What Is Monasticism?
By Jack Zavada
Monasticism is the religious practice of living apart from the world, usually secluded in a community of like-minded people, to avoid sin and grow closer to God.
The term comes from the Greek word monachos, which means a solitary person. Monks are of two types: eremitical, or solitary figures; and cenobitic, those who live in a family or community arrangement.
Christian monasticism got its start in Egypt and North Africa about 270 AD, with the desert fathers, hermits who went into the wilderness and gave up food and water to avoid temptation. One of the earliest recorded solitary monks was Abba Antony (251-356), who retreated to a ruined fort to pray and meditate. Abba Pacomias (292-346) of Egypt is regarded as the founder of the cenobitic or community monasteries.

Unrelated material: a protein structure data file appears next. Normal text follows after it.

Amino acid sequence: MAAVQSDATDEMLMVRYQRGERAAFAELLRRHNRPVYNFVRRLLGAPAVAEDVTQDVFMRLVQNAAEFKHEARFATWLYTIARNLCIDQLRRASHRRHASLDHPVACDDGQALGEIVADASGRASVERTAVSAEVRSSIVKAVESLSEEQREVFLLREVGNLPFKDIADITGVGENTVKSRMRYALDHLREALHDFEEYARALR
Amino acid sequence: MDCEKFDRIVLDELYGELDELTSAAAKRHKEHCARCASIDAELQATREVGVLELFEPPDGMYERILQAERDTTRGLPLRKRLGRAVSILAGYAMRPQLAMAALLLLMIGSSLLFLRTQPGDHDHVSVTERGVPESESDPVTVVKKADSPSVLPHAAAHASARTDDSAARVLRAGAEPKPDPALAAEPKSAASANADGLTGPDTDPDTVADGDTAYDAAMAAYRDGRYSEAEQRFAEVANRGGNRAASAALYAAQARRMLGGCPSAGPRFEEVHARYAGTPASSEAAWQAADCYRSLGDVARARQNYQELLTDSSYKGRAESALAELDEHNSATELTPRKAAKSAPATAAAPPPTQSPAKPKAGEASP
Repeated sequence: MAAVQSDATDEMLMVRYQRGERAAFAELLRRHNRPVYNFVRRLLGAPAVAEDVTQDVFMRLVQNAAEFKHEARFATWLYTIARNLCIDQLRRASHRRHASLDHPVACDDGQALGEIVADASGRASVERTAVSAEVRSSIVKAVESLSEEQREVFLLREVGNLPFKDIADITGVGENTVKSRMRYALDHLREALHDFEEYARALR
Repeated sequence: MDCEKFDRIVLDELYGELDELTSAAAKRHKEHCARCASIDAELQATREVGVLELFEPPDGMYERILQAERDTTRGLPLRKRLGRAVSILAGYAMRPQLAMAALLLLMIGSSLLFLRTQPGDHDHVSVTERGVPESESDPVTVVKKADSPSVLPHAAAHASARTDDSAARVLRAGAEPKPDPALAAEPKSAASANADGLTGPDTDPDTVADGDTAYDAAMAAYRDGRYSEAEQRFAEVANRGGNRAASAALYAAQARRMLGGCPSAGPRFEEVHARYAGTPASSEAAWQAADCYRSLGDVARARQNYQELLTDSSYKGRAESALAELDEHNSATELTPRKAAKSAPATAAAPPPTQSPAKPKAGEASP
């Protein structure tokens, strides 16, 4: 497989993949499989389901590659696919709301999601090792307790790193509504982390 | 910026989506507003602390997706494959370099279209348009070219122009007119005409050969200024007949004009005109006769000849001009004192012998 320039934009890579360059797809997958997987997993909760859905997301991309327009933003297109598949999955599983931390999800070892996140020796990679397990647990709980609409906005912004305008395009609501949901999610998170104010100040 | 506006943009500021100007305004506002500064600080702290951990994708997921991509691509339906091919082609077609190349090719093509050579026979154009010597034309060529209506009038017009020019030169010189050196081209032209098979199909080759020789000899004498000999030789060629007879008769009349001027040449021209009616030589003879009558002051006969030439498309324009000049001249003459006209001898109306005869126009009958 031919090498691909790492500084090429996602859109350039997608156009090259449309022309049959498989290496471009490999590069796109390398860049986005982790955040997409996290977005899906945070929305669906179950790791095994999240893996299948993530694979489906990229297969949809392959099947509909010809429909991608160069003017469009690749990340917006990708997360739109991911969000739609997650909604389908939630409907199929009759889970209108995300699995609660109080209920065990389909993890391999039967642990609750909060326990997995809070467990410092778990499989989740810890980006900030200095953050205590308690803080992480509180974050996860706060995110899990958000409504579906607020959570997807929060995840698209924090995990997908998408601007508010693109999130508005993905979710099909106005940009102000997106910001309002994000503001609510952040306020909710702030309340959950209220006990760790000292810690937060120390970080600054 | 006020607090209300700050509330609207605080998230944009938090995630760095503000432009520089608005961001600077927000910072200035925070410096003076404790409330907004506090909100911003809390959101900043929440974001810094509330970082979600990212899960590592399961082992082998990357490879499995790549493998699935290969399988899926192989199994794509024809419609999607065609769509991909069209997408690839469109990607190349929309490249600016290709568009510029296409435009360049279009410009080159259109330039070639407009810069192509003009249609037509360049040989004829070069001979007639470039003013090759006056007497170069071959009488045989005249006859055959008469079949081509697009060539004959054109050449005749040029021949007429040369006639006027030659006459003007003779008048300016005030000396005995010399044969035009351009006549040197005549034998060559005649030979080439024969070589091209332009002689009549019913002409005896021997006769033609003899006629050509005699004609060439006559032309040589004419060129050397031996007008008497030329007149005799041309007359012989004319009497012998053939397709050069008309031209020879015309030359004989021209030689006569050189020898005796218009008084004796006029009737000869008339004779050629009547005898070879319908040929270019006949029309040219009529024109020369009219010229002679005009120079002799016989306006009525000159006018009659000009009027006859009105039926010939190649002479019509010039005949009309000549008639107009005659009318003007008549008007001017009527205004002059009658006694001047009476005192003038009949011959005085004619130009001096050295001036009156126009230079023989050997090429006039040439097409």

In early monastic communities, each monk prayed, fasted, and worked on his own, but that began to change when Augustine (354-430), bishop of Hippo in North Africa, wrote a rule, or set of directions for the monks and nuns in his jurisdiction.
Jericho, Palestinian Territories
Photo: Avishai Teicher
9,000 BC – Biblically known as the walls of Jericho
Seen glittering in the distance from the banks of the River Jordan, Jericho is likely the oldest city in the world. Archaeologists have uncovered the remains of 20 successive settlements, dating back 11,000 years, although it should be said that the city was abandoned for great periods in between.
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Castles of the world